58

I'm using @font-face to embed fonts in my website. First the text renders as the system default, and then (once the font file has loaded presumably) the correct font renders a fraction of a second later. Is there a way to minimise/get rid of this delay, by delaying the page rendering until after fonts have loaded or similar.

  • Caching fonts would work. – Krii May 3 '15 at 3:03
  • Keep in mind that this is a good way to make your web site appear really slow, because users on a wireless link may take a while to load the web fonts. Many users will just hit the back button if text doesn't show up in a couple seconds. – erjiang Jun 4 '15 at 14:12

10 Answers 10

19

This is down to how the browser behaves.

First off where is your @font declared? Is it inline to your HTML, declared in a CSS sheet on the page, or (hopefully) declared in an external CSS sheet?

If it is not in an external sheet, try moving it to one (this is better practice anyway usually).

If this doesn't help, you need to ask yourself is the fraction of a second difference really significantly detrimental to the user experience? If it is, then consider JavaScript, there are a few things you might be able to do, redirects, pauses etc, but these might actually be worse than the original problem. Worse for users, and worse to maintain.

This link might help:

http://paulirish.com/2009/fighting-the-font-face-fout/

  • 1
    The best thing you can do is follow Tom's advice and, additionally, make sure your clients aren't hitting the Web server on subsequent page loads, because that's a real font rendering blocker--set an expiration header for the CSS file and a whooping one on the actual font resource and your good to go. – Filip Dupanović Jan 17 '11 at 11:02
  • Nice article. Lets hope Firefox adopts the safari approach to loading fonts in a not too far distant release. The FOUT hasn't been a problem for me in the past, but for the current site I'm working on the custom font is very different to any of the system fonts, so for the first time the flash is very noticeable. – wheresrhys Jan 17 '11 at 11:06
  • A large font (i.e. 200 Kb) and a slow connection (i.e. 3G) is not a fraction of a second. Designers should consider this scenario for those with tablets with a SIM chip. – Jaime Mar 30 '16 at 18:18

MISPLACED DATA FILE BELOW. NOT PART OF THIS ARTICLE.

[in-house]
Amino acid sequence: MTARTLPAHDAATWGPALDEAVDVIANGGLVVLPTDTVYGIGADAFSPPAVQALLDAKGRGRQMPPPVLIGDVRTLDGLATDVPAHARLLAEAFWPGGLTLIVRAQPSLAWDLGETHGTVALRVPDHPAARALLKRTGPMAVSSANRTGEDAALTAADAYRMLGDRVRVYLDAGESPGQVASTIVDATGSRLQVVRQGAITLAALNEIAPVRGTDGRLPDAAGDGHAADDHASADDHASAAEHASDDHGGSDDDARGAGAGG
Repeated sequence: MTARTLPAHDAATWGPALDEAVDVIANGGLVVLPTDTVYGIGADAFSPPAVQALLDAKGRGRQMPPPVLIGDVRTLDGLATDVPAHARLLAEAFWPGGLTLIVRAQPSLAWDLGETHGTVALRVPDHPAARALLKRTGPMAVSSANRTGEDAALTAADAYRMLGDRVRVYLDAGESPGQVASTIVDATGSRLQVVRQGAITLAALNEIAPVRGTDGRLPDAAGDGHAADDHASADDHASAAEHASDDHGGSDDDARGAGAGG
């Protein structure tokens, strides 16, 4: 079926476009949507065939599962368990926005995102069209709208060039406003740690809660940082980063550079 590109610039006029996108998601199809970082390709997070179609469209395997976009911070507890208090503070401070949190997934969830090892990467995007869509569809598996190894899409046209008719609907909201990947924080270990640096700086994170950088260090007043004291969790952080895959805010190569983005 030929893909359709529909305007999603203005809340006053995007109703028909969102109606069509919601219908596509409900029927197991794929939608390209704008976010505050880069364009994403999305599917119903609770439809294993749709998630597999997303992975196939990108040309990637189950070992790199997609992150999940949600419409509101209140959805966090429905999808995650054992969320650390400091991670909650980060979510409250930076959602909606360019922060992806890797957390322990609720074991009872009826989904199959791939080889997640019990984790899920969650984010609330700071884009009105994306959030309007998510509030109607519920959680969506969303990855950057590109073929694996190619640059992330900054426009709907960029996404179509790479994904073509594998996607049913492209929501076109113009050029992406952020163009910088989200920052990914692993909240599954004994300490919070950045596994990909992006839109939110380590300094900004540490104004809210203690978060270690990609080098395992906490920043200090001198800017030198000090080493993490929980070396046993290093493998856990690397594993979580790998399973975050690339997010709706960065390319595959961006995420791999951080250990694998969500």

17

Edit: The best approach is probably to base64 encode your fonts. This means your font will have to be loaded fully by the time your HTML is parsed and displayed. You can do this with font squirrel's webfont generator https://www.fontsquirrel.com/tools/webfont-generator by clicking "Expert" and then "base64 encode". This is how services like TypeKit work.


Original answer: Another way to detect if fonts are loaded would be using FontLoader https://github.com/smnh/FontLoader or by copying their strategy.

They bind to the scroll event in the browser, because when the font loads it will resize the text. It uses two containing divs (that will scroll when the height changes) and a separate fallback for IE.

An alternative is to check the DOM periodically with setInterval, but using javascript events is far faster and superior.

Obviously, you might do something like set the opacity of body to 0 and then display it in once the font loads.

  • 1
    I really like the base64 solution! Worked for me! – Chris Feb 15 at 20:17
5

Joni Korpi has a nice article on loading fonts before the rest of the page.

http://jonikorpi.com/a-smoother-page-load/

He also uses a loading.gif to alleviate the delay so users won't get frustrated.

3

Only IE loads first the font and then the rest of the page. The other browsers load things concurrently for a reason. Imagine that there's a problem with the server hosting the font or with the font downloading. You will hang your entire site until the font is loaded. On my opinion a flash of unstyled text is better than not seeing the site at all